For my friends group, which is primarily grad students, we often do it potluck style. This is basically what you asked people to do on your invitation. This works out really well in my group because many guests take the initiative to check with the host about what to bring, and others just show up with some booze. You can definitely be more lax about an after-dinner party though -- I threw a small party for my bf's birthday a couple weeks ago, starting after dinner, and just had Doritos, booze, and cake. Because it was well after dinner, nobody came hungry. OTOH, I'm having a "bday BBQ" for my own bday this weekend (at a friend's house), and am bringing burgers and hot dogs, pretzels, cake, booze, and a watermelon, and have had lots of offers from friends to bring stuff so I expect somewhat of a feast. I would probably be fine not even bringing "real" food because we always go pot luck at dinner-time parties, but as a hostess I want to make sure my guests are well-fed and have a great time.

I've also played it by ear before, having easy hors d'oeuvres in the freezer that only took 10 minutes in the freezer, so they could be made if needed and if not were good for the next time. Or making black bean salsa that is great for chips and salsa, but also great leftover in a veggie quesadilla. Or you can have cheese and crackers, which is cheap and filling, and you can cut more of as needed, but if it doesn't get eaten and there's a ton leftover you can throw in the freezer.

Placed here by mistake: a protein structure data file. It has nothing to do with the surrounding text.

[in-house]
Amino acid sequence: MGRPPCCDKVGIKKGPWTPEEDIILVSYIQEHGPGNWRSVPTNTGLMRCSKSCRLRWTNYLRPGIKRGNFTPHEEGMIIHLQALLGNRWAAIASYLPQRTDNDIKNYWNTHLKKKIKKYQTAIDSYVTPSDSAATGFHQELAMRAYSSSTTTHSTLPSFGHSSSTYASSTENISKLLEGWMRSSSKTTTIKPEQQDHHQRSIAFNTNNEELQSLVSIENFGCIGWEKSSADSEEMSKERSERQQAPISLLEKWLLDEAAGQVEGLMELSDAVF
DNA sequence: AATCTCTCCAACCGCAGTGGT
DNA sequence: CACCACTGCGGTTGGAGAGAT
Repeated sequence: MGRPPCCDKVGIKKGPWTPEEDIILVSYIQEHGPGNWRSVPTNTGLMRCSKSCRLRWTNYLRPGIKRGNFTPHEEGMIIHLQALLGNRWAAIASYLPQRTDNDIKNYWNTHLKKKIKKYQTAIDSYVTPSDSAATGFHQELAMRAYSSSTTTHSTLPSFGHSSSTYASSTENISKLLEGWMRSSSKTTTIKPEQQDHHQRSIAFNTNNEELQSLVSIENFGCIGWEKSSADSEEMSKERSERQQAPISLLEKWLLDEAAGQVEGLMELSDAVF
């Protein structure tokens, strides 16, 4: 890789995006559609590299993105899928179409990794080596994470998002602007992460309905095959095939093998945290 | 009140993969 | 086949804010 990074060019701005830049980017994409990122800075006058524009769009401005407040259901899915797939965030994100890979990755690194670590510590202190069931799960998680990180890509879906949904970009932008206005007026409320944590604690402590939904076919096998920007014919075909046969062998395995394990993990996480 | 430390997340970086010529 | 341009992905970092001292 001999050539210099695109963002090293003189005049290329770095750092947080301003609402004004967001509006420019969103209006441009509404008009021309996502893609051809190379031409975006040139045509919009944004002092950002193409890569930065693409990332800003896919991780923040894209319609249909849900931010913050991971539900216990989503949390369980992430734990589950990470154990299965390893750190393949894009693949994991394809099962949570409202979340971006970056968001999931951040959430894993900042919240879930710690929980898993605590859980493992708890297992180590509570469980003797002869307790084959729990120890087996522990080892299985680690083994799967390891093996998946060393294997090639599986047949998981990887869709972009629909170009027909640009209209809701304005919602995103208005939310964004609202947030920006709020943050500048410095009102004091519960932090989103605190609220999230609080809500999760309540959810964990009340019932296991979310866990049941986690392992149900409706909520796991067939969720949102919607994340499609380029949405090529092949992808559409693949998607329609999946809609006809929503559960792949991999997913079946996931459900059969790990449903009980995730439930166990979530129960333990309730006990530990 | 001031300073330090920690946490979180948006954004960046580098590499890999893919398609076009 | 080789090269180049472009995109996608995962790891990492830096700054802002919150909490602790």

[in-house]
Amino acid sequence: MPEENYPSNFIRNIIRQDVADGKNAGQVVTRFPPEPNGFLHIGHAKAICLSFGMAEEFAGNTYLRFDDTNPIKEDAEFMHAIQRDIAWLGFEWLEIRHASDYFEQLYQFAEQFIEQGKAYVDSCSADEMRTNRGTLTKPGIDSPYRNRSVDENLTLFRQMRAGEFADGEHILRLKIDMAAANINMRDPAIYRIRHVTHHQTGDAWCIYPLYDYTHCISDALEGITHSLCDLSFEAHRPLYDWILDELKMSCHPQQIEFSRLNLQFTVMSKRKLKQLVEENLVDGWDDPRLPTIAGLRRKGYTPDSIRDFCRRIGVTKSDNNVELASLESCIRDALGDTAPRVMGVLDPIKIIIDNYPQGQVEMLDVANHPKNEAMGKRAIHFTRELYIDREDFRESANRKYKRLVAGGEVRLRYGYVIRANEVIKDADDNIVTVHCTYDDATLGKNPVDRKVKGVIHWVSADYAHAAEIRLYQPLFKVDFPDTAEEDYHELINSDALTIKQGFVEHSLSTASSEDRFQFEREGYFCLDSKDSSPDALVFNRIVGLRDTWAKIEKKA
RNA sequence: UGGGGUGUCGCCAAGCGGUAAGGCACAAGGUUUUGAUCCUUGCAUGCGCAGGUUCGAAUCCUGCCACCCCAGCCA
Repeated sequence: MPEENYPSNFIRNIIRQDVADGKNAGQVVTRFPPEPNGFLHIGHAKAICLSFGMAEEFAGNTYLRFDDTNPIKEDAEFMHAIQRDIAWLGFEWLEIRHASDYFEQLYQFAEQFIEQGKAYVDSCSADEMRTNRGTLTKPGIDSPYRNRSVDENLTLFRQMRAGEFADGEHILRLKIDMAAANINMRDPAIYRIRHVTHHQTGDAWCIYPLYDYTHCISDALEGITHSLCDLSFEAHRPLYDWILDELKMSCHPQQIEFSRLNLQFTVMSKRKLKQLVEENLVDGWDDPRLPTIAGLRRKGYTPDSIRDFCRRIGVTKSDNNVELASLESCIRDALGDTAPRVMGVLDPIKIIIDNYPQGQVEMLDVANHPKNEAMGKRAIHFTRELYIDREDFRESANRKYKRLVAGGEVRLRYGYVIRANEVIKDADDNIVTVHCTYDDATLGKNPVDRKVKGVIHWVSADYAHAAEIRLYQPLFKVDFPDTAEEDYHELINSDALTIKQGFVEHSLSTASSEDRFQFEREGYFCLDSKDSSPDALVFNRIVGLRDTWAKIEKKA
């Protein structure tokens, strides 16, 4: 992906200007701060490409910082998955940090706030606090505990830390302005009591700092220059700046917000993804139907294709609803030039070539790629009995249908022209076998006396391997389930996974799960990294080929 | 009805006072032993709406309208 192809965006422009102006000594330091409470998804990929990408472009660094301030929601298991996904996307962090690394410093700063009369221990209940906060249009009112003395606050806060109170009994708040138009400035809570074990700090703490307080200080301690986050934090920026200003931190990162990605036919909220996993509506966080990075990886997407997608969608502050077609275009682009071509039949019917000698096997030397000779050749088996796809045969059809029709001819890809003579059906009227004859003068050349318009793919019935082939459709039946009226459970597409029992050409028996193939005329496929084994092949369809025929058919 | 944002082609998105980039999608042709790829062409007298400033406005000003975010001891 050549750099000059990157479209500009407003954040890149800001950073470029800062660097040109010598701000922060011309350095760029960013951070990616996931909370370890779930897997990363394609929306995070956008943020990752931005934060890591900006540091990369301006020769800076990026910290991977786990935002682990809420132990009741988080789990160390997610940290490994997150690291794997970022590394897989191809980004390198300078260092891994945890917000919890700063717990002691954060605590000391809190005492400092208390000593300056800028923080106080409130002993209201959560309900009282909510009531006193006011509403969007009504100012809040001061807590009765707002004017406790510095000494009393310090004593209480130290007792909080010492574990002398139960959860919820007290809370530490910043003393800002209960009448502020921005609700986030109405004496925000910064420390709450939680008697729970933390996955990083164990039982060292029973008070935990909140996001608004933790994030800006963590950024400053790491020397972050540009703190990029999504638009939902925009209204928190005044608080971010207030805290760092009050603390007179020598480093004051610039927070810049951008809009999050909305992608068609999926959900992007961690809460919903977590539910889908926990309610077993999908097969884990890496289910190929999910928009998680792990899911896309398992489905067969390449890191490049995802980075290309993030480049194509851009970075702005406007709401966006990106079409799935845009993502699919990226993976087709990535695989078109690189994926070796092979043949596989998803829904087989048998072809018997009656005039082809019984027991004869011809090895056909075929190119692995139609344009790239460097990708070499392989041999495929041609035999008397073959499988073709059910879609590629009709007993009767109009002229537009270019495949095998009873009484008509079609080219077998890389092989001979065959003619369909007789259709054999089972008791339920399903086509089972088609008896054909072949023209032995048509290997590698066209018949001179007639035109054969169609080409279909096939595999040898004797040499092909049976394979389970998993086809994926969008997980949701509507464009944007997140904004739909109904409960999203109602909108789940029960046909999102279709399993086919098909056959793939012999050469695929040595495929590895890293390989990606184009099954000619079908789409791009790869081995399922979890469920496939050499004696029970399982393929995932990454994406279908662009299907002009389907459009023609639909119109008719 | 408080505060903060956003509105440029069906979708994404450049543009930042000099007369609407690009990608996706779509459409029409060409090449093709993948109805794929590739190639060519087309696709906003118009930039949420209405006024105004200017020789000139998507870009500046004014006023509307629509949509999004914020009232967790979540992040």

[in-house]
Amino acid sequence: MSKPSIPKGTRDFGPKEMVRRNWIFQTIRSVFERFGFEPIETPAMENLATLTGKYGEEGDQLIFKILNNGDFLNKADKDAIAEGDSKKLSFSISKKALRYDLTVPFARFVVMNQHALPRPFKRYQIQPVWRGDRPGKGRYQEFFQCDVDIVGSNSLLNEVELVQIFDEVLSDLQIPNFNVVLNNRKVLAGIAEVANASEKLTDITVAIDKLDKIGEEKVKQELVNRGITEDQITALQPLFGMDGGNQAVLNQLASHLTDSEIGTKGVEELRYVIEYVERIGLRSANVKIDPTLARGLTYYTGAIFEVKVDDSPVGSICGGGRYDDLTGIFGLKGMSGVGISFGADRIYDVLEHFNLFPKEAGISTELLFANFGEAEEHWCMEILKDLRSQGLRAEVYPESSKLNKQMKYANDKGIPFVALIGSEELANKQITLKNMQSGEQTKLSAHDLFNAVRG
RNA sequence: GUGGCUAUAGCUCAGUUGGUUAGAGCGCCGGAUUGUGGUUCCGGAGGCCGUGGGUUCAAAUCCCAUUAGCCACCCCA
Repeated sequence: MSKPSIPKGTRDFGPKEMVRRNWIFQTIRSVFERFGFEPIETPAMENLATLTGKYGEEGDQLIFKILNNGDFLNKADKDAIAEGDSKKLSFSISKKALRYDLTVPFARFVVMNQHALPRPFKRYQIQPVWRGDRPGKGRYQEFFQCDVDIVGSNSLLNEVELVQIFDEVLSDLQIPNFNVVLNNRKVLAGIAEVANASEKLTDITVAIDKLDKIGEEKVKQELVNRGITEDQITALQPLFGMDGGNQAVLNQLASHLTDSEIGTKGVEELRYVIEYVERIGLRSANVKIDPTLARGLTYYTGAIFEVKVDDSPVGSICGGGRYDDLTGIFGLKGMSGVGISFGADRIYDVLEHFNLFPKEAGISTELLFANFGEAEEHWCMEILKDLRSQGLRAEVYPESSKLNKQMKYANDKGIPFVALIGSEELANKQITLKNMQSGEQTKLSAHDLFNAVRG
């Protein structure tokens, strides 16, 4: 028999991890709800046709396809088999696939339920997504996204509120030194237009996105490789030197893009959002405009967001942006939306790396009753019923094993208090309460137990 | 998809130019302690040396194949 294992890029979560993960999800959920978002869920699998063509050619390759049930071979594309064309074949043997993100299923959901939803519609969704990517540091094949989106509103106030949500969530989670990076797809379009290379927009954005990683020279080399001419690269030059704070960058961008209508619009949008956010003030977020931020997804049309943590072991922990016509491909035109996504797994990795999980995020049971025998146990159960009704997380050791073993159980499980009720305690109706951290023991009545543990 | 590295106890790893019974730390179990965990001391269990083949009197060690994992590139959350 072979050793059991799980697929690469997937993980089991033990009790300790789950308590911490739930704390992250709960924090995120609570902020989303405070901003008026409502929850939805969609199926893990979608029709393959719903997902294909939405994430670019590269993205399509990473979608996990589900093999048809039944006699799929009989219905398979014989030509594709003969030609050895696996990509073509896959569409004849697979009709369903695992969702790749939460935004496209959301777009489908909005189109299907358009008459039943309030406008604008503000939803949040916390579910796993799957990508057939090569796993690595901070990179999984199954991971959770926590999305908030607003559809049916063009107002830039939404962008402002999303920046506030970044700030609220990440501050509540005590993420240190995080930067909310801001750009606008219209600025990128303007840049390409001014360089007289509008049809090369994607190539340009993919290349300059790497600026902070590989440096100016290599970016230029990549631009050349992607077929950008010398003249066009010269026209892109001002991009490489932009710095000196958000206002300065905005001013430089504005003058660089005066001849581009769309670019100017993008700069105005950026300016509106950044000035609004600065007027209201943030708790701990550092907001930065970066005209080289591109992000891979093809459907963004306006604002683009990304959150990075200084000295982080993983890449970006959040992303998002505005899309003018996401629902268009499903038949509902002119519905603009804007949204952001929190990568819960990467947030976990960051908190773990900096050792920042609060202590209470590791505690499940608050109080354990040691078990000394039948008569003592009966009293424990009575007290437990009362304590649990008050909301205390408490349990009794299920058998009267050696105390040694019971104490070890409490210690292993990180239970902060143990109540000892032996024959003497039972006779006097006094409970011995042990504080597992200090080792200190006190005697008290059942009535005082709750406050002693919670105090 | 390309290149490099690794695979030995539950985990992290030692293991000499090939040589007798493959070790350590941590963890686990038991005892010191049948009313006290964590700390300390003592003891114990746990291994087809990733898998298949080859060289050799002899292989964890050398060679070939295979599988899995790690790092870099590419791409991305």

If I were you, I would wait to order the pizza in case your guests show up with way too much food (which happens!) -- I had one Xmas party where we had a leftover box of 20 or so wings, and a huge tray of empanadas.
posted by DoubleLune at 10:34 AM on June 25 [1 favorite]


A platter of cut up veggies & dip, hummus & crackers/bread, corn chips & salsa & bean dip, cheese & crackers is all easy and filling. Wings are really easy to make and are a nice hot addition. If you serve alcohol, you want to have food to help people not get too tanked too fast on an empty stomach. I agree about pizza - have the number, and some cash, handy, in case you need it, but you might not.
posted by theora55 at 8:42 AM on June 26


Yes, it is a faux pas not to provide dinner for people you invite over during dinner time.
posted by tel3path at 10:34 AM on June 26 [1 favorite]


2nding (or nthing?) what Frowner said. Some veg-friendly things that don't involve ovens or much cooking at all (I'm guessing it might be hot out where you are):
  • Crudités (i.e., raw carrot, celery, cucumber sticks) are a good alternative to crackers as a substrate for hummus and bean dip and the like, and are not too heinously expensive.
  • Salads can be made pretty satisfying with the addition of beans, tofu, tempeh (pan-fry it a little first), sunflower and pumpkin seeds, etc. Chickpea salad is a good standby in that vein (or a more minimalist version here).
  • For a non-oven dessert, you could buy whatever fruit is on sale and make a compôte to serve over ice cream/sorbet - you can even use the microwave for that, actually.
Maybe more as I think of them.
posted by en forme de poire at 1:09 PM on June 26 [1 favorite]